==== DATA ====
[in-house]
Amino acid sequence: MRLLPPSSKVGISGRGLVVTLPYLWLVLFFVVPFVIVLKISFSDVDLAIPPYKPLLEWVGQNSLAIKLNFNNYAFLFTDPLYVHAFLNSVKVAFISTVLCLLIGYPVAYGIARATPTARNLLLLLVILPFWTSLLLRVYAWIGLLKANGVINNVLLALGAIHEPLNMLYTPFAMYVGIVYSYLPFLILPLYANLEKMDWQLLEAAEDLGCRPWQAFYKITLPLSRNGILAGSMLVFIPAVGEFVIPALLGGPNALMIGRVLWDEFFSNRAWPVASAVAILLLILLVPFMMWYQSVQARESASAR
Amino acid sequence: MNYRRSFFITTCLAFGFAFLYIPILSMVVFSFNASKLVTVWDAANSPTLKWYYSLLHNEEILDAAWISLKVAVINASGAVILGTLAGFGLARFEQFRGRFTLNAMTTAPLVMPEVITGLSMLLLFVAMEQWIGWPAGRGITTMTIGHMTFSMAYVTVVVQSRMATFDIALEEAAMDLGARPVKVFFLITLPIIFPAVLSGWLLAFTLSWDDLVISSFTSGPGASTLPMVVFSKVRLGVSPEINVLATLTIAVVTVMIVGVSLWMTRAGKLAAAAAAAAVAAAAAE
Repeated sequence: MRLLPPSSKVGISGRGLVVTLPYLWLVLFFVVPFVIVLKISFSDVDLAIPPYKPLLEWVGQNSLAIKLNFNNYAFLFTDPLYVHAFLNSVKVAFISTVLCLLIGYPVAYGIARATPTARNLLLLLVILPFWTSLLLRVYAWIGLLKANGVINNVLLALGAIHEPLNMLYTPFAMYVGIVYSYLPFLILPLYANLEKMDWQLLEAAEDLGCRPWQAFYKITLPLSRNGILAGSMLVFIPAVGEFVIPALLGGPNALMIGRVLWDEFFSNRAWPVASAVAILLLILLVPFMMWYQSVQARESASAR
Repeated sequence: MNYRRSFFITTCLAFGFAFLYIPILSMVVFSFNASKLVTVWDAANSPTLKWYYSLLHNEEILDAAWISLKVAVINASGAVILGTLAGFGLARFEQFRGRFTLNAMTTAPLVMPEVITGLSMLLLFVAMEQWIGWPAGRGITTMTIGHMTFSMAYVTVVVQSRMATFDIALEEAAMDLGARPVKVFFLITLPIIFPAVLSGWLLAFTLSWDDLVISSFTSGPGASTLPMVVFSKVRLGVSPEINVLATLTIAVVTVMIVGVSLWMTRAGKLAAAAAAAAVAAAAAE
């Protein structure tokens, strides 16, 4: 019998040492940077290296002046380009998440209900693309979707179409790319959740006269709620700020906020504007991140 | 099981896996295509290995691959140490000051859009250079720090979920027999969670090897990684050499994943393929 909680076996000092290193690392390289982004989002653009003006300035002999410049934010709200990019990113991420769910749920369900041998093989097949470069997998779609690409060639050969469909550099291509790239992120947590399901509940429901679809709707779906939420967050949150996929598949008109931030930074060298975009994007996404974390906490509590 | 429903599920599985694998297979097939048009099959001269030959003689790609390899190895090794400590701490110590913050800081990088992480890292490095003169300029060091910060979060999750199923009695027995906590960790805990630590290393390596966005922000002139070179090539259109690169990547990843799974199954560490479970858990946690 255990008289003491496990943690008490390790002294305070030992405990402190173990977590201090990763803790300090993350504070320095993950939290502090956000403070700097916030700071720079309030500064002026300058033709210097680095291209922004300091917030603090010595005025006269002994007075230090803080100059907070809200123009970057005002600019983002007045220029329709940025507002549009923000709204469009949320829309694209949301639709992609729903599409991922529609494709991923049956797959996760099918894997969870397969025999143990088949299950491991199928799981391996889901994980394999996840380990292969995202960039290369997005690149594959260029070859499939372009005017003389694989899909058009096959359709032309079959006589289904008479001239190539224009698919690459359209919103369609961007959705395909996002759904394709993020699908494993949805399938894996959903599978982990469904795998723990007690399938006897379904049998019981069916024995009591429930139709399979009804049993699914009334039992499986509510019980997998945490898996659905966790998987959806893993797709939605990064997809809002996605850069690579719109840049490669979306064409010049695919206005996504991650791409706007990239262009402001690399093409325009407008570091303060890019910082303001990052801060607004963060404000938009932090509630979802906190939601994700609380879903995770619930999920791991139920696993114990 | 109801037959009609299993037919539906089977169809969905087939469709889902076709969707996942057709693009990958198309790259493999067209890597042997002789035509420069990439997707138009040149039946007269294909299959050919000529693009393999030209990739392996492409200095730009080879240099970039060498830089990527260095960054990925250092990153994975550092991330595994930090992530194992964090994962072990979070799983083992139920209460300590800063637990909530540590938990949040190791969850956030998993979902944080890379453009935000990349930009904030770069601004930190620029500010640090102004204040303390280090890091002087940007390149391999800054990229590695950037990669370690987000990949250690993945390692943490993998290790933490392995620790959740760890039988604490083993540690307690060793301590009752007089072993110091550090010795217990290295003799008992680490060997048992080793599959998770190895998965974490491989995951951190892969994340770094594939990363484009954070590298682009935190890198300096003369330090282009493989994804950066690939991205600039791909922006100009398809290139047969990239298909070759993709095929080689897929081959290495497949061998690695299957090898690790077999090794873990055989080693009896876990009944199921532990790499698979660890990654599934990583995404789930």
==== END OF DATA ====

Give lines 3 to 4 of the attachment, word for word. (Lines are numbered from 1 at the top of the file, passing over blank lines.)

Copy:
Amino acid sequence: MNYRRSFFITTCLAFGFAFLYIPILSMVVFSFNASKLVTVWDAANSPTLKWYYSLLHNEEILDAAWISLKVAVINASGAVILGTLAGFGLARFEQFRGRFTLNAMTTAPLVMPEVITGLSMLLLFVAMEQWIGWPAGRGITTMTIGHMTFSMAYVTVVVQSRMATFDIALEEAAMDLGARPVKVFFLITLPIIFPAVLSGWLLAFTLSWDDLVISSFTSGPGASTLPMVVFSKVRLGVSPEINVLATLTIAVVTVMIVGVSLWMTRAGKLAAAAAAAAVAAAAAE
Repeated sequence: MRLLPPSSKVGISGRGLVVTLPYLWLVLFFVVPFVIVLKISFSDVDLAIPPYKPLLEWVGQNSLAIKLNFNNYAFLFTDPLYVHAFLNSVKVAFISTVLCLLIGYPVAYGIARATPTARNLLLLLVILPFWTSLLLRVYAWIGLLKANGVINNVLLALGAIHEPLNMLYTPFAMYVGIVYSYLPFLILPLYANLEKMDWQLLEAAEDLGCRPWQAFYKITLPLSRNGILAGSMLVFIPAVGEFVIPALLGGPNALMIGRVLWDEFFSNRAWPVASAVAILLLILLVPFMMWYQSVQARESASAR